Fermilab had that kind of question in mind 27 years ago when it built the Tevatron to imitate Big Bang-like collisions in miniature. The tentative breakthrough came earlier this month when some of the Dzero team’s 500 scientists looked at the latest of eight years’ worth of results from collisions, monitored in a Buck Rogers-looking apparatus in a warehouse-type building atop one of the rings. In the game of physics, the ball now passes from researchers to theoreticians like Lykken to figure out how the new data jibe with scientists’ overall understanding of the universe, a collection of theories known as the Standard Model. His office at Fermilab is dominated by an enormous old-fashioned blackboard covered with mathematical expressions and graphs, each a trial-fit interpretation of experimental data, and perhaps such a chalk scrawl will someday explain how matter prevailed.
The discovery someday could have practical spinoffs, but it could have immediate implications, among them in the clamorous intersection of politics and religion. Lykken hypothesized that proponents of “intelligent design” could seize upon the new findings to further support their argument that the laws of nature are so fine-tuned, they must be the handiwork of a creator. From a scientific perspective, he postulated there could be an infinite number of universes, some vastly different and others quite similar, though not exactly. “I can imagine a universe exactly like ours,” Lykken said. “Except that the Cubs win a World Series.”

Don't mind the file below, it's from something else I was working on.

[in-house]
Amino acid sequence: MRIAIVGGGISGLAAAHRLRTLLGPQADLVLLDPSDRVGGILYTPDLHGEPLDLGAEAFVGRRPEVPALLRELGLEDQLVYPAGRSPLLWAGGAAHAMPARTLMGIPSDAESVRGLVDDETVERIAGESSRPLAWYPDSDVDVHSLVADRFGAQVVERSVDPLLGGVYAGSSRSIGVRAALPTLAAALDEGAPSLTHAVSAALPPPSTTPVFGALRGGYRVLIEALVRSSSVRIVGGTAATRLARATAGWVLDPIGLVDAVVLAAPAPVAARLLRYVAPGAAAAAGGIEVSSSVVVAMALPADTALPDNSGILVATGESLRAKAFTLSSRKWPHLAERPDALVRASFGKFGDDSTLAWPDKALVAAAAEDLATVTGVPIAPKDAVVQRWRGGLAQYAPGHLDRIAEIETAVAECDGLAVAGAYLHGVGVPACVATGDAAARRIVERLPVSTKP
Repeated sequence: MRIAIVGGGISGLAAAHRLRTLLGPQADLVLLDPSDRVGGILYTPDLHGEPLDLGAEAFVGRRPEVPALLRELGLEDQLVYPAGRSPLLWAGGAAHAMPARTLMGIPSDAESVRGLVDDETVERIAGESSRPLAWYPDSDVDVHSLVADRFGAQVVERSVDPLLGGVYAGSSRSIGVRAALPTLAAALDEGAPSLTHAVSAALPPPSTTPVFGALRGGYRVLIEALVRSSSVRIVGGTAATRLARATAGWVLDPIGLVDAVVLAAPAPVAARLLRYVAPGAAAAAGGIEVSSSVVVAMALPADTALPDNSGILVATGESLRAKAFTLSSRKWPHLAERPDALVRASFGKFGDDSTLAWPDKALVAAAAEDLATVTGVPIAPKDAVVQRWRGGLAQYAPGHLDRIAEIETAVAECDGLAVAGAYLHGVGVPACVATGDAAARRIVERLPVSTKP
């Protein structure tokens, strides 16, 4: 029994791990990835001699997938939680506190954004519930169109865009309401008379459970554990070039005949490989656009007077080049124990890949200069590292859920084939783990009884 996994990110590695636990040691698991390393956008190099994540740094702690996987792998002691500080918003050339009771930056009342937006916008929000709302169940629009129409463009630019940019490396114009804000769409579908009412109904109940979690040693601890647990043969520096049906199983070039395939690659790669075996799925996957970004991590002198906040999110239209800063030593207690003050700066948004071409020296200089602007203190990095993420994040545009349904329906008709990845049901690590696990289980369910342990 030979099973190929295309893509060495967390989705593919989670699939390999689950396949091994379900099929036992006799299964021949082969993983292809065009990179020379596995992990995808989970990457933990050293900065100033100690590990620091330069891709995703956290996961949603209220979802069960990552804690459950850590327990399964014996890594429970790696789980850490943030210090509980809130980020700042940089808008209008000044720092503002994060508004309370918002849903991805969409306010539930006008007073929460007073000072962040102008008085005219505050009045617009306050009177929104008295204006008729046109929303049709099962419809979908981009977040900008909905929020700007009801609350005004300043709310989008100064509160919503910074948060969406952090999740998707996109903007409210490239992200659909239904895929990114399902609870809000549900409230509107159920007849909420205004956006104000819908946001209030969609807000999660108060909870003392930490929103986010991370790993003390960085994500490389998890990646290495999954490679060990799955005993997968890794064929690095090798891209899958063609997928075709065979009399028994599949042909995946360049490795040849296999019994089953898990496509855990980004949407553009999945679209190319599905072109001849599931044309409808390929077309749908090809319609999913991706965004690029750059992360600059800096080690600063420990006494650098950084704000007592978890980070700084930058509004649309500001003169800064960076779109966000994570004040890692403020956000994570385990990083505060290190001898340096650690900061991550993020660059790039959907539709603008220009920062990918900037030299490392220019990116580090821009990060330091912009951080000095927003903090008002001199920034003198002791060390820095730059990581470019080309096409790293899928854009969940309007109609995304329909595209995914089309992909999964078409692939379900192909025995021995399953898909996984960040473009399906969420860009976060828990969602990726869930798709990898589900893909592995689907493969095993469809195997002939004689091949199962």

In the course of their normal work, theoreticians and researchers freely exchange ideas in a regular rhythm of intellectual interaction — except when a big breakthrough like the recent one is at hand. “For about 10 days we kept quiet about it, not talking to other physicists, even those here at Fermi,” said Stefan Soldner-Rembold, a member of the research group. Once their data and logic had been double-checked, the research team invited colleagues to a Friday evening wine-and-cheese party, a tell-tale method of tipping off colleagues.
Lykken was away at a scientific conference, half-listening to a panel presentation while checking e-mail on a laptop computer when his invitation arrived on his screen. The title of the presentation at the Fermi bash began with two exciting words — “evidence for …” As a group, physicists don’t indulge in frequent displays of emotion. But Lykken wasn’t the only Fermi scientist elated by what was found when “the box” was opened on May 5. Soldner-Rembold said he got goose bumps. “I said, ‘Wow!’ ” recalled Dmitri Denisov, a physicist present at the opening.